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faytleingod499

Racing Consistency

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While I managed to make a drone that consistently finishes the race track in around 11.7-11.9 seconds, sometimes, it will just suicide against the wall on that famous hairpin turn. It will go like 10-15 races just fine, then suddenly it decides to just not turn. It's very aggravating that there is so much what appears to be randomness in the performance of your drone.

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I always viewed the randomness as sort of a mixed blessing. While it does occasionally screw you over, it also occasionally falls in your favor and pulls a win out of the jaws of near certain defeat.

I think I'd hate it if there were only one possible outcome to a given race.

-----

R.I.P. walled drone. It's racing with RNGesus now.

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I see what you mean, but it also kind of eliminates fine tuning. When you're trying to squeeze every last bit of efficiency out of your drone, randomness makes it:

A: Tell if what you did makes it better or worse and

B: More or less eliminates any good side effects of doing said fine tuning.

Sure, it can eliminate the bad side effects too. But having a large degree of control removed in favor of random chance during a competitive event kinda of makes me not want to even bother. I can face off against an obviously inferior drone but still lose because my drone decides this match to do things slightly differently? Seems kinda broken 😕

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I see what you mean. I think randomness can be a fun thing as long as randomness is a smaller part than skill and does not screw you badly/regularly.

Ideally we would have a deterministic physics engine (which unity does not provide currently) and a physics engine which is optimized for such complex rigidbodies as nimbatus drones are.

Unfortunately the unity physics engine does not provide any of the above, so we have to work around those limitations and design game modes which are still fun even with all those drawbacks.

If you're micro-optimizing in the milli-second region, I agree that the randomness in Unity physics is a big factor and limits you. Unfortunately that's the technical limitation we have now :/ 

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I see, well if it's the limitations of the engine, that's understandable. I do very much enjoy the mode regardless.

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22 hours ago, faytleingod499 said:

I see what you mean, but it also kind of eliminates fine tuning.

The racetrack is the worst place to fine-tune, can't zoom in, can't slow it down, just have to throw things at the wall monte carlo and see what happens.  Sometimes you have to mock up a craft with a lot of LEDs and control it with cursor to see how it behaves to get what really happens.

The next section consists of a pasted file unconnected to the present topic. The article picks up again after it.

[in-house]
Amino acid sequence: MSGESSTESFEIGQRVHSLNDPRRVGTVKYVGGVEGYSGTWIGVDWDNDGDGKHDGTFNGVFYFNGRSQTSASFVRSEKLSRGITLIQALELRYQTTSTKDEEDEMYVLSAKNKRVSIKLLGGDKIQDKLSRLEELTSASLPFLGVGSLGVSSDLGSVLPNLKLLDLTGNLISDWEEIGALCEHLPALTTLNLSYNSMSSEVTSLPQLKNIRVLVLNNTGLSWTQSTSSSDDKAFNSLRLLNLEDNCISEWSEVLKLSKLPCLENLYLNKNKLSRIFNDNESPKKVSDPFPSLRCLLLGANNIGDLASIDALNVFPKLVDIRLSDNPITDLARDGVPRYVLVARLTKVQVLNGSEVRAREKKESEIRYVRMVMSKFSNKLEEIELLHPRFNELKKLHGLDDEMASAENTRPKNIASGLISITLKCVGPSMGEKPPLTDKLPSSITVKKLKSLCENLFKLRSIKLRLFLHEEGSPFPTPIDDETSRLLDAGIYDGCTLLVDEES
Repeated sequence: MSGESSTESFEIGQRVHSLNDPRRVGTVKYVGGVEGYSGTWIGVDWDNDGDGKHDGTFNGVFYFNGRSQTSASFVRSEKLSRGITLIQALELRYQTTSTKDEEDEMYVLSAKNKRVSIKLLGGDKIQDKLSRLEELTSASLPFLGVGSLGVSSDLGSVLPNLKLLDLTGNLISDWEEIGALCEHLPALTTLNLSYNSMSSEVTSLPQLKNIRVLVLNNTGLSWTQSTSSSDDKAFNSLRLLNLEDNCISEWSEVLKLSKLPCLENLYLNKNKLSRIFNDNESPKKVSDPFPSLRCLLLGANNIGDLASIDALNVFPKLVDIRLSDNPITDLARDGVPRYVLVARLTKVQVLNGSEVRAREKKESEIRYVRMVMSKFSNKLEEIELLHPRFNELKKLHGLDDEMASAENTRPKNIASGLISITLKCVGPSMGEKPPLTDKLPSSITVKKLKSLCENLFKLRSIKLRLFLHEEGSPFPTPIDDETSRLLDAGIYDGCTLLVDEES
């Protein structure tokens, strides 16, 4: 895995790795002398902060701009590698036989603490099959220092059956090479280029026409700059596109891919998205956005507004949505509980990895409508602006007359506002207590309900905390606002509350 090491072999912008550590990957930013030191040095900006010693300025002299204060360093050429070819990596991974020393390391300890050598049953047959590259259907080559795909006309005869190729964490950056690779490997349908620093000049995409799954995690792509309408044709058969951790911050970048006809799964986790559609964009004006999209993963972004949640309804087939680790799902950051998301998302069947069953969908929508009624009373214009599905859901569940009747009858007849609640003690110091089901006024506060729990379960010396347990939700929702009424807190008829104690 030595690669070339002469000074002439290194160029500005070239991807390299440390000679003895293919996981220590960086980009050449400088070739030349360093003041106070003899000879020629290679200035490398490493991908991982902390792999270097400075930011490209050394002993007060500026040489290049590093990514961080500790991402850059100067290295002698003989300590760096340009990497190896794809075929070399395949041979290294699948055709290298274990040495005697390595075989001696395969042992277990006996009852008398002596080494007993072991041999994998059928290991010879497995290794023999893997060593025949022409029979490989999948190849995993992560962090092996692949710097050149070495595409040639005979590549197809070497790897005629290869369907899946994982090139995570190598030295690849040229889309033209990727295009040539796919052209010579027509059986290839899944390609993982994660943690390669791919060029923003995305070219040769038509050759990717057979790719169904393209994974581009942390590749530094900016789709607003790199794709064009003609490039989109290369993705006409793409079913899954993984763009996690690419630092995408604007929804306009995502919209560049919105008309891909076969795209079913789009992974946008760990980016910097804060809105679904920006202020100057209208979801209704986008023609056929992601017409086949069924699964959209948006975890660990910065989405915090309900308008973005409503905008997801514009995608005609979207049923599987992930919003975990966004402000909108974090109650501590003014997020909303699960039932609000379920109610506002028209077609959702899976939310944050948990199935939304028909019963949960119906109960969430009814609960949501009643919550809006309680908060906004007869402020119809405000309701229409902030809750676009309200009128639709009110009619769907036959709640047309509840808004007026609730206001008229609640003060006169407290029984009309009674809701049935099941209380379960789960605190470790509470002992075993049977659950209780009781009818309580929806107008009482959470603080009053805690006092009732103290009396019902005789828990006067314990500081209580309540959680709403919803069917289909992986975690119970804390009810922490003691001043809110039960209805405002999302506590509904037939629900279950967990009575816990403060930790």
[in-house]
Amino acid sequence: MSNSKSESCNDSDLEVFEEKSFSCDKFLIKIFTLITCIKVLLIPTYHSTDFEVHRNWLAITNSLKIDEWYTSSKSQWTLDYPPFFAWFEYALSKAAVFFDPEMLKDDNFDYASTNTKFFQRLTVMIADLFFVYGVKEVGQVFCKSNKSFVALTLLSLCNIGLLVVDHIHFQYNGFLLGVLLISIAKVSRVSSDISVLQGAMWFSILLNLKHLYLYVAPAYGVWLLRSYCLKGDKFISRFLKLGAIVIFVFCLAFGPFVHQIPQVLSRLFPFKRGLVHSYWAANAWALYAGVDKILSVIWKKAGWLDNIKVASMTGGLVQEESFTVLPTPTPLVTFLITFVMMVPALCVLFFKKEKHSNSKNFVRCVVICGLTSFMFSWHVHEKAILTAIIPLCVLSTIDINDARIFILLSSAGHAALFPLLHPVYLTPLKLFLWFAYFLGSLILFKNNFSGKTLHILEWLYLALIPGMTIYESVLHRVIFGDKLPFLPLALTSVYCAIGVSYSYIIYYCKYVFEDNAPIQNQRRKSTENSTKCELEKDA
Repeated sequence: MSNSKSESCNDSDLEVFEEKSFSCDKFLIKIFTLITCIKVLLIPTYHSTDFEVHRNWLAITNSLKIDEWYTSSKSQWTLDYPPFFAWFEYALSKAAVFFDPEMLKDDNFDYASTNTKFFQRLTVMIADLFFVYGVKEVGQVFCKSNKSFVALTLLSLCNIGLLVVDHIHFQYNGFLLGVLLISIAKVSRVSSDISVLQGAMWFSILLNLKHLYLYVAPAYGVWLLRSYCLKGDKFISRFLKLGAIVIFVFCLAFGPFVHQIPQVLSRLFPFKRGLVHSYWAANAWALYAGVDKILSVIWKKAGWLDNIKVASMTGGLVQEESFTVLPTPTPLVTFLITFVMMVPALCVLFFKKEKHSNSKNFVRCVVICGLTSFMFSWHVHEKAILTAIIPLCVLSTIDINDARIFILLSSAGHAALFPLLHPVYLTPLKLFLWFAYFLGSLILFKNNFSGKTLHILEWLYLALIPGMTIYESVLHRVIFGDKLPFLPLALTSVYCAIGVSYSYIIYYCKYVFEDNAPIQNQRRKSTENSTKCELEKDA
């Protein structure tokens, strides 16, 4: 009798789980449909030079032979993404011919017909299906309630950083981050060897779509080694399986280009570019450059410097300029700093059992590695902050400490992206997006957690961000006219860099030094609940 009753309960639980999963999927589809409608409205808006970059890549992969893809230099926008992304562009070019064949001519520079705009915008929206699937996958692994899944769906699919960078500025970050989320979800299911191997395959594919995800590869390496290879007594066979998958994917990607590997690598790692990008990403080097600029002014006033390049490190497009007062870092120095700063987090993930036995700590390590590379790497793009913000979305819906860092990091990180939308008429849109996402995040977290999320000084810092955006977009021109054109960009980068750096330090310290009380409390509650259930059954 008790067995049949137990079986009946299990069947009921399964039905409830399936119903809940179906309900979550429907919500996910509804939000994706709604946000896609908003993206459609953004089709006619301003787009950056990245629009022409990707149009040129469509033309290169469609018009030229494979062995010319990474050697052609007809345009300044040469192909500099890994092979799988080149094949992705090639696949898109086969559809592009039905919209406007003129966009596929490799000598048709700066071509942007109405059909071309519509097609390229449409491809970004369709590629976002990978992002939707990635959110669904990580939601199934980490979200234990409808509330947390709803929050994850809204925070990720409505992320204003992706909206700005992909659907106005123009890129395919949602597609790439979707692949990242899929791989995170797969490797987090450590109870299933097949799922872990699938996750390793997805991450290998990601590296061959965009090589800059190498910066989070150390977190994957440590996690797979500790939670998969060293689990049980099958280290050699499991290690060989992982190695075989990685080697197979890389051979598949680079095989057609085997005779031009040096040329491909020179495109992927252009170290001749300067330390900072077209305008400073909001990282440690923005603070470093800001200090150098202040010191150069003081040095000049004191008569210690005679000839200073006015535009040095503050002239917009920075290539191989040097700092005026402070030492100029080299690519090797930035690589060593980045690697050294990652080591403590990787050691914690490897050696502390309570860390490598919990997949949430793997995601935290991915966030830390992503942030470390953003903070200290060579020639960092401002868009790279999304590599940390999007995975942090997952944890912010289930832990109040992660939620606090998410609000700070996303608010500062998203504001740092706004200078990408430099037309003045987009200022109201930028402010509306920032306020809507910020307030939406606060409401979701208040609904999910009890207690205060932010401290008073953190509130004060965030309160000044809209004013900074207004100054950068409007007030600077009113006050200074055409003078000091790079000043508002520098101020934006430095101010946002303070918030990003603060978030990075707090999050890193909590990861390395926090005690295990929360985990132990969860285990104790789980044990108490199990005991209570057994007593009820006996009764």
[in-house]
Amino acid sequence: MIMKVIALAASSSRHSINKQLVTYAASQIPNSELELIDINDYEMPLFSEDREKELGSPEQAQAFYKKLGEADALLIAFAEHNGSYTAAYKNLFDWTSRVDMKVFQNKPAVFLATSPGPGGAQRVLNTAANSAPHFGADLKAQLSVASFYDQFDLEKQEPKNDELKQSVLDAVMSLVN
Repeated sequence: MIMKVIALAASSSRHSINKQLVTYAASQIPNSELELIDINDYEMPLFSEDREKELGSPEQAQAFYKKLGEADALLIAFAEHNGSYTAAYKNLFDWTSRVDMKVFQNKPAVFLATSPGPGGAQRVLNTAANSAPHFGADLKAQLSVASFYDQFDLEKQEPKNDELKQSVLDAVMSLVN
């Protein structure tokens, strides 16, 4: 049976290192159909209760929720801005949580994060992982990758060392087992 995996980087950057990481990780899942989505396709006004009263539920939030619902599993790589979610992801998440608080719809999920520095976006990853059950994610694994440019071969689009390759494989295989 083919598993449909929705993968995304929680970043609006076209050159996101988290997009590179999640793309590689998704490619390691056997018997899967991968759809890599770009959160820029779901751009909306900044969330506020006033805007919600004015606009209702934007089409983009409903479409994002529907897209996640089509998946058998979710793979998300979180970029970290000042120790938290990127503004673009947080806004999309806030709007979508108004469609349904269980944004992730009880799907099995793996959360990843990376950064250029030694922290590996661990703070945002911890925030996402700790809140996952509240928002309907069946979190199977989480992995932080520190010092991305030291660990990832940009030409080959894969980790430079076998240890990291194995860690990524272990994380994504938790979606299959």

I think the game would be a lot duller if it weren't the slightest bit random.  You have to make a bot that can respond to a variety of situations, not just a bouncy puck with nineteen VERY carefully aligned engines.  And a three-star arena can't block you forever.  Probably.  Unless its champion is REALLY good.

Also...  Some of my most fun designs come from seeing a drone hit the wall, lose half its parts, and keep going in a new way.  Have to stop and think, "How did it do that!?  ..can I do that on purpose?"

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I think the game overall would be duller without a little randomness too, but I think racing specifically demands precision. I don't think that it would detract from the fun of it at all. You see a good design and you try everything you can to beat it. It forces you to get more creative with your design and in the process, figure out how to manipulate the physics just a little bit better than your opponent. Instead though, good just means you make something that hopefully will randomly break itself less than your opponent. I've beaten many opponents that were technically faster because they got unlucky and blew up (usually on that tight turn). 

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Death zones are very capricious and the one on that corner catches everybody.  Make it deadlier and racing will be way more deterministic.  Dodge or die.

Besides that, most "random" breaking ought to get cleared up once we have proper slow-motion in testing.  It took me hours to realize my back engines were hitting my front ones, for example - it wasn't random, but the only testing method I had, trial-and-error, made it look so.

What's left are butterfly problems -- hitting that one-in-a-thousand logic hole, riding the edge of ramjet shutdown, knocking that one crucial gate off your nose, etc.  I don't think these can be avoided without 100% pixel-perfect determinism, which would suck.  But all these are design problems, avoidable.

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You get around the randomness with trial and error. And broken logic can be solved with a detachable logic chip with all your logic gates and stuff on it.

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